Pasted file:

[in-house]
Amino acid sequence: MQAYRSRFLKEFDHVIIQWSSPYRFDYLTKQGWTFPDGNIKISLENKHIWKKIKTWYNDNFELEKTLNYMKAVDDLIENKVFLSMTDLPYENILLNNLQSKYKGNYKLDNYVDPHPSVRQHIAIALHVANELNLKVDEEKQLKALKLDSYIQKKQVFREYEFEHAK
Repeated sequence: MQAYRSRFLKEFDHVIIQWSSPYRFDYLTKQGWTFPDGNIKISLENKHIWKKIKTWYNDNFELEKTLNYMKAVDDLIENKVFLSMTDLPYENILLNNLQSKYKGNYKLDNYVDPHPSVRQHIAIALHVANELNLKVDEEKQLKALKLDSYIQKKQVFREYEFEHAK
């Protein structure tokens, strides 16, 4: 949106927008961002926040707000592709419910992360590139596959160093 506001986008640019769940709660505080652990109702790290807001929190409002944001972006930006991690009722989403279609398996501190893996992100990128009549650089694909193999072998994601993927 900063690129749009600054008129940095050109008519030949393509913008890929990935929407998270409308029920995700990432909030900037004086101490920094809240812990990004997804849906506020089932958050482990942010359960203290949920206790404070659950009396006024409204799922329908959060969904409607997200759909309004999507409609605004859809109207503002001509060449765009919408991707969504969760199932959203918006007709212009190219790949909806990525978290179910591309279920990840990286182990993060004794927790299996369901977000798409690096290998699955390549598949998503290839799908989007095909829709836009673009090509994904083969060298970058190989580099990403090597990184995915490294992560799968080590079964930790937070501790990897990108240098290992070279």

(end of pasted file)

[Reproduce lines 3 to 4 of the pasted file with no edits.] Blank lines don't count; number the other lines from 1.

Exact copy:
Repeated sequence: MQAYRSRFLKEFDHVIIQWSSPYRFDYLTKQGWTFPDGNIKISLENKHIWKKIKTWYNDNFELEKTLNYMKAVDDLIENKVFLSMTDLPYENILLNNLQSKYKGNYKLDNYVDPHPSVRQHIAIALHVANELNLKVDEEKQLKALKLDSYIQKKQVFREYEFEHAK
């Protein structure tokens, strides 16, 4: 949106927008961002926040707000592709419910992360590139596959160093 506001986008640019769940709660505080652990109702790290807001929190409002944001972006930006991690009722989403279609398996501190893996992100990128009549650089694909193999072998994601993927 900063690129749009600054008129940095050109008519030949393509913008890929990935929407998270409308029920995700990432909030900037004086101490920094809240812990990004997804849906506020089932958050482990942010359960203290949920206790404070659950009396006024409204799922329908959060969904409607997200759909309004999507409609605004859809109207503002001509060449765009919408991707969504969760199932959203918006007709212009190219790949909806990525978290179910591309279920990840990286182990993060004794927790299996369901977000798409690096290998699955390549598949998503290839799908989007095909829709836009673009090509994904083969060298970058190989580099990403090597990184995915490294992560799968080590079964930790937070501790990897990108240098290992070279």